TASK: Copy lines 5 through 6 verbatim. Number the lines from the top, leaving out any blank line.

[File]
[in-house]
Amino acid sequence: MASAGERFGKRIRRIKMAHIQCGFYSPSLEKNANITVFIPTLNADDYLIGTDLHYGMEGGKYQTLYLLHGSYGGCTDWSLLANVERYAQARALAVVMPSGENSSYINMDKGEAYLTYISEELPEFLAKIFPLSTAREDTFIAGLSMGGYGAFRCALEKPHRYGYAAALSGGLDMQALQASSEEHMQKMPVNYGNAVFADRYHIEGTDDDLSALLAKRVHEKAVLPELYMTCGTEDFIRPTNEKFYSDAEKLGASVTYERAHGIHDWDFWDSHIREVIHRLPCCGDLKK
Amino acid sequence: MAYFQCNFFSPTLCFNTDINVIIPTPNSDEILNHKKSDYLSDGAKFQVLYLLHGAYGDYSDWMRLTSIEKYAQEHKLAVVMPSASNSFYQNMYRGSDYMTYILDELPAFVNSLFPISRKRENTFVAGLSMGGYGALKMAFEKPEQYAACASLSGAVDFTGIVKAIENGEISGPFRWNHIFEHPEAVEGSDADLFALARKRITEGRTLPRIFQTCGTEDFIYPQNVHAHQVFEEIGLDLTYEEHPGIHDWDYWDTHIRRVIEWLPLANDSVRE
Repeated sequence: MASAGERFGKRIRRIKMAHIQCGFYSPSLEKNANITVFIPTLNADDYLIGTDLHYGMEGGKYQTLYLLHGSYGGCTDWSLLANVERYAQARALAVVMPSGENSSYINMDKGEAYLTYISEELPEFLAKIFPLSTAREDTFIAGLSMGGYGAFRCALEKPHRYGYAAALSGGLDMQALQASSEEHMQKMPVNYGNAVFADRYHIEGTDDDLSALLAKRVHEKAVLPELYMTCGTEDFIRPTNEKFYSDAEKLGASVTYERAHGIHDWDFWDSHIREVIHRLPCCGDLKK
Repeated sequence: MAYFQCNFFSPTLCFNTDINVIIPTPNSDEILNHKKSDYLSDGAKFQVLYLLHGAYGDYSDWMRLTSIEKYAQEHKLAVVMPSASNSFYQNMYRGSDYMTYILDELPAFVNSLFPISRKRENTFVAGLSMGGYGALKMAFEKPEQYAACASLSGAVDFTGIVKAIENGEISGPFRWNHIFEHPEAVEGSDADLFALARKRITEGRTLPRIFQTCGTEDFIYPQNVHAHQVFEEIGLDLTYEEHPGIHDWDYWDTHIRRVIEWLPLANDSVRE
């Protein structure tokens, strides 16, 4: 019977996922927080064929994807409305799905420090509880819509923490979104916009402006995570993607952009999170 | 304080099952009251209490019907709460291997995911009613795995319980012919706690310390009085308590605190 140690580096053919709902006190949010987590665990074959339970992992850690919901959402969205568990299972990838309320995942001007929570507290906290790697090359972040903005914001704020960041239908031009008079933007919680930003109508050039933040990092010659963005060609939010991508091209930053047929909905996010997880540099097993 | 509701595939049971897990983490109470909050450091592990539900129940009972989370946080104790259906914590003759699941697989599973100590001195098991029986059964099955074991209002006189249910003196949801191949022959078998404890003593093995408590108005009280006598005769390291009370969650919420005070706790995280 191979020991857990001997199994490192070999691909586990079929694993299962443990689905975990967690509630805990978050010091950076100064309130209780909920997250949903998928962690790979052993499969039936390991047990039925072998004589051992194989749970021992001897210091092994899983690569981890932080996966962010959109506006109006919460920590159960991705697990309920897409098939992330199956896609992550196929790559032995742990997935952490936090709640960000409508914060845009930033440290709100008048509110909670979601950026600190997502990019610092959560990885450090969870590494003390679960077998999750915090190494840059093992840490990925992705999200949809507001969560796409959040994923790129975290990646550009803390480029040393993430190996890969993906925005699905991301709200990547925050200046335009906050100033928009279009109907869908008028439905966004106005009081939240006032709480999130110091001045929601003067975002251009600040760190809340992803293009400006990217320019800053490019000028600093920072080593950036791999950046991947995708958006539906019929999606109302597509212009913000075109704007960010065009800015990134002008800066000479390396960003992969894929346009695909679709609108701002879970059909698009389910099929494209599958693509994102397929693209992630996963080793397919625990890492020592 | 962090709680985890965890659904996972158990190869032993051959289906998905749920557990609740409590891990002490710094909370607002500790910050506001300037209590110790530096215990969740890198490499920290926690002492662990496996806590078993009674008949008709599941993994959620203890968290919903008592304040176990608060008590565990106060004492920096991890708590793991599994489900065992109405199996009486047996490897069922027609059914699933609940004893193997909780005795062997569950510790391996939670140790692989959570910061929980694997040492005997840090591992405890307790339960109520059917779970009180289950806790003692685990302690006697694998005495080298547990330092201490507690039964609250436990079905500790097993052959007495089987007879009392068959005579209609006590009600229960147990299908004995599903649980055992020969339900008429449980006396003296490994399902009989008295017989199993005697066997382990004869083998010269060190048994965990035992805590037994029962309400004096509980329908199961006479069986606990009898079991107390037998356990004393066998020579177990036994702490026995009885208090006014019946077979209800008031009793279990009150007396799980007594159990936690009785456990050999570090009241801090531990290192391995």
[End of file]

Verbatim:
Repeated sequence: MAYFQCNFFSPTLCFNTDINVIIPTPNSDEILNHKKSDYLSDGAKFQVLYLLHGAYGDYSDWMRLTSIEKYAQEHKLAVVMPSASNSFYQNMYRGSDYMTYILDELPAFVNSLFPISRKRENTFVAGLSMGGYGALKMAFEKPEQYAACASLSGAVDFTGIVKAIENGEISGPFRWNHIFEHPEAVEGSDADLFALARKRITEGRTLPRIFQTCGTEDFIYPQNVHAHQVFEEIGLDLTYEEHPGIHDWDYWDTHIRRVIEWLPLANDSVRE
């Protein structure tokens, strides 16, 4: 019977996922927080064929994807409305799905420090509880819509923490979104916009402006995570993607952009999170 | 304080099952009251209490019907709460291997995911009613795995319980012919706690310390009085308590605190 140690580096053919709902006190949010987590665990074959339970992992850690919901959402969205568990299972990838309320995942001007929570507290906290790697090359972040903005914001704020960041239908031009008079933007919680930003109508050039933040990092010659963005060609939010991508091209930053047929909905996010997880540099097993 | 509701595939049971897990983490109470909050450091592990539900129940009972989370946080104790259906914590003759699941697989599973100590001195098991029986059964099955074991209002006189249910003196949801191949022959078998404890003593093995408590108005009280006598005769390291009370969650919420005070706790995280 191979020991857990001997199994490192070999691909586990079929694993299962443990689905975990967690509630805990978050010091950076100064309130209780909920997250949903998928962690790979052993499969039936390991047990039925072998004589051992194989749970021992001897210091092994899983690569981890932080996966962010959109506006109006919460920590159960991705697990309920897409098939992330199956896609992550196929790559032995742990997935952490936090709640960000409508914060845009930033440290709100008048509110909670979601950026600190997502990019610092959560990885450090969870590494003390679960077998999750915090190494840059093992840490990925992705999200949809507001969560796409959040994923790129975290990646550009803390480029040393993430190996890969993906925005699905991301709200990547925050200046335009906050100033928009279009109907869908008028439905966004106005009081939240006032709480999130110091001045929601003067975002251009600040760190809340992803293009400006990217320019800053490019000028600093920072080593950036791999950046991947995708958006539906019929999606109302597509212009913000075109704007960010065009800015990134002008800066000479390396960003992969894929346009695909679709609108701002879970059909698009389910099929494209599958693509994102397929693209992630996963080793397919625990890492020592 | 962090709680985890965890659904996972158990190869032993051959289906998905749920557990609740409590891990002490710094909370607002500790910050506001300037209590110790530096215990969740890198490499920290926690002492662990496996806590078993009674008949008709599941993994959620203890968290919903008592304040176990608060008590565990106060004492920096991890708590793991599994489900065992109405199996009486047996490897069922027609059914699933609940004893193997909780005795062997569950510790391996939670140790692989959570910061929980694997040492005997840090591992405890307790339960109520059917779970009180289950806790003692685990302690006697694998005495080298547990330092201490507690039964609250436990079905500790097993052959007495089987007879009392068959005579209609006590009600229960147990299908004995599903649980055992020969339900008429449980006396003296490994399902009989008295017989199993005697066997382990004869083998010269060190048994965990035992805590037994029962309400004096509980329908199961006479069986606990009898079991107390037998356990004393066998020579177990036994702490026995009885208090006014019946077979209800008031009793279990009150007396799980007594159990936690009785456990050999570090009241801090531990290192391995």